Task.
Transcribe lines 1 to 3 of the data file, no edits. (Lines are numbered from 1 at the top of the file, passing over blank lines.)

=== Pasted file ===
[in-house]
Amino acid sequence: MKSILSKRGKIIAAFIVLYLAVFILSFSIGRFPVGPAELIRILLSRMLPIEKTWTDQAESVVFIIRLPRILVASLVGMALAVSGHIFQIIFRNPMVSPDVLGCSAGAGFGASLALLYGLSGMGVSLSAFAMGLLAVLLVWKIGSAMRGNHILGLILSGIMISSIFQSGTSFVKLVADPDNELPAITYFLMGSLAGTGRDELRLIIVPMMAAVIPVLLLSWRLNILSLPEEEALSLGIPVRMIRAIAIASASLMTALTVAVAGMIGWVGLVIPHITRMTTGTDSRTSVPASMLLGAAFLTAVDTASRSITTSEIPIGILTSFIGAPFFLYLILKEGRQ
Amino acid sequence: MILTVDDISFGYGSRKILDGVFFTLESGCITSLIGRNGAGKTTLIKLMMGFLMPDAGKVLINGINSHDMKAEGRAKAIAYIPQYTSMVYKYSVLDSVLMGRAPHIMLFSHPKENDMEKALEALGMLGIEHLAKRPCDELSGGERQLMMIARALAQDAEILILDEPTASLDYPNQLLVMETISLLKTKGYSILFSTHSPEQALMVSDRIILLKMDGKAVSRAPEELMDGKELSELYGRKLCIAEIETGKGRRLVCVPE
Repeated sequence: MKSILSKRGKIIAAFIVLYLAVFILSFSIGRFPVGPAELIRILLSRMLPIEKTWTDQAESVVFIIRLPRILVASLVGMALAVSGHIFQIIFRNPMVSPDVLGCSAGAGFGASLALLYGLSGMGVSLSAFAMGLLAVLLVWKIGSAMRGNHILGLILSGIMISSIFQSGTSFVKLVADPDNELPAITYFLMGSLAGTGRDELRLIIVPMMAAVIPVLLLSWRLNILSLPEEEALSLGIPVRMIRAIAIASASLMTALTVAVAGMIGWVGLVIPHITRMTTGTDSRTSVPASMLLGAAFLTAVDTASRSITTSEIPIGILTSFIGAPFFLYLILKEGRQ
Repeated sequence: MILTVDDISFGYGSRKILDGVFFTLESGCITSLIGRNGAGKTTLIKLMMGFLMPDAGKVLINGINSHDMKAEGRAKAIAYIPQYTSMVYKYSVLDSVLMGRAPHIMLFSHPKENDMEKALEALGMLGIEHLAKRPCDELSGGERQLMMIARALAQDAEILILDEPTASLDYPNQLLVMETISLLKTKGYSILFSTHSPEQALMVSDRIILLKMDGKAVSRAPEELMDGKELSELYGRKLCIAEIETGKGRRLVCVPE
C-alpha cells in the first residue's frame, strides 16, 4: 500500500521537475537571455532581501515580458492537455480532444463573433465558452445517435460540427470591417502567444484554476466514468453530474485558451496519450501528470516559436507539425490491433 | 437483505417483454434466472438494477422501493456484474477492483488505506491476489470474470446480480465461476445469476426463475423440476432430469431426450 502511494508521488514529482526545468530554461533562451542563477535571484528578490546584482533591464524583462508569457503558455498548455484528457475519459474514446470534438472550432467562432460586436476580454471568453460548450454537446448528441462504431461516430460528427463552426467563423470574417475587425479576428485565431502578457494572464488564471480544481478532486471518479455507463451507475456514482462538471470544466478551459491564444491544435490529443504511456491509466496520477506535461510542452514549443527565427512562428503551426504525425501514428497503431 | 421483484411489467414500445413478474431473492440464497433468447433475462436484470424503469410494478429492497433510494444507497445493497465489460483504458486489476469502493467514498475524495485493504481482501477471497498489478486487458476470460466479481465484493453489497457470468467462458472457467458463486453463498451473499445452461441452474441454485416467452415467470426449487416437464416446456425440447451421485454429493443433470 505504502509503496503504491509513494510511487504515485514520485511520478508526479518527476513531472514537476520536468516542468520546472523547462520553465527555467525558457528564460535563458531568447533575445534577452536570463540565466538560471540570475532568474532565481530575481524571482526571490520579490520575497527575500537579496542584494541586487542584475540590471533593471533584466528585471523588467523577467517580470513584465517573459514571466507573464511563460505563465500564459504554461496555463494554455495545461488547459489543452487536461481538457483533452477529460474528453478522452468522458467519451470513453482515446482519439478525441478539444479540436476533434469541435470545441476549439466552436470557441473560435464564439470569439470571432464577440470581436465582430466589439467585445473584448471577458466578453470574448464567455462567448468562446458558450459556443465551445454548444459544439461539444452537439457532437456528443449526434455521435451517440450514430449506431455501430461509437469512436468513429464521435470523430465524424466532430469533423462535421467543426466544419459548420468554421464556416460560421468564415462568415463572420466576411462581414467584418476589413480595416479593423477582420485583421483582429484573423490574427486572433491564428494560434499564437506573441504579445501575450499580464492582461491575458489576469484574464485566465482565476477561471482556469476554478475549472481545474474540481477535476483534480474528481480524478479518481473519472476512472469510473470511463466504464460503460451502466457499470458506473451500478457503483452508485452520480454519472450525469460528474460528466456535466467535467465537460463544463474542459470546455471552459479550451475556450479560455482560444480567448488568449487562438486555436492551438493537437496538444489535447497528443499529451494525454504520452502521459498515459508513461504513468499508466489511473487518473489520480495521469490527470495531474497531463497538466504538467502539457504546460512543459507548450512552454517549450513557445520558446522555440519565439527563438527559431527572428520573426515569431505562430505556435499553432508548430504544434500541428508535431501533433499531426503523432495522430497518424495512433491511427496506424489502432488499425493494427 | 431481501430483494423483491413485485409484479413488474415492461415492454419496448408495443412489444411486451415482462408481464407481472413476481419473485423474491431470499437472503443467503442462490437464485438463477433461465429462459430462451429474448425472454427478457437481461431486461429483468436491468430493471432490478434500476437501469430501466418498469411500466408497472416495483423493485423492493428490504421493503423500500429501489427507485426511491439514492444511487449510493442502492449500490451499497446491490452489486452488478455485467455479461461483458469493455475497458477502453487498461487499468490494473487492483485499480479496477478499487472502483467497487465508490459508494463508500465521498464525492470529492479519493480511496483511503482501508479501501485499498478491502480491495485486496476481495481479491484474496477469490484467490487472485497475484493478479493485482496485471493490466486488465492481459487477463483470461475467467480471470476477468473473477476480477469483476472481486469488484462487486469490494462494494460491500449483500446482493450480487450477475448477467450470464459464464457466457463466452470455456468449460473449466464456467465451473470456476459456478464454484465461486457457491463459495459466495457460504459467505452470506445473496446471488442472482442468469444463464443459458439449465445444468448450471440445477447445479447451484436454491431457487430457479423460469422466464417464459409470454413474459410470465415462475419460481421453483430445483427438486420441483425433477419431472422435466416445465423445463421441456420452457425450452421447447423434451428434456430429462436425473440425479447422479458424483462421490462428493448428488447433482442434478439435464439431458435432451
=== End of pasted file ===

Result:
[in-house]
Amino acid sequence: MKSILSKRGKIIAAFIVLYLAVFILSFSIGRFPVGPAELIRILLSRMLPIEKTWTDQAESVVFIIRLPRILVASLVGMALAVSGHIFQIIFRNPMVSPDVLGCSAGAGFGASLALLYGLSGMGVSLSAFAMGLLAVLLVWKIGSAMRGNHILGLILSGIMISSIFQSGTSFVKLVADPDNELPAITYFLMGSLAGTGRDELRLIIVPMMAAVIPVLLLSWRLNILSLPEEEALSLGIPVRMIRAIAIASASLMTALTVAVAGMIGWVGLVIPHITRMTTGTDSRTSVPASMLLGAAFLTAVDTASRSITTSEIPIGILTSFIGAPFFLYLILKEGRQ
Amino acid sequence: MILTVDDISFGYGSRKILDGVFFTLESGCITSLIGRNGAGKTTLIKLMMGFLMPDAGKVLINGINSHDMKAEGRAKAIAYIPQYTSMVYKYSVLDSVLMGRAPHIMLFSHPKENDMEKALEALGMLGIEHLAKRPCDELSGGERQLMMIARALAQDAEILILDEPTASLDYPNQLLVMETISLLKTKGYSILFSTHSPEQALMVSDRIILLKMDGKAVSRAPEELMDGKELSELYGRKLCIAEIETGKGRRLVCVPE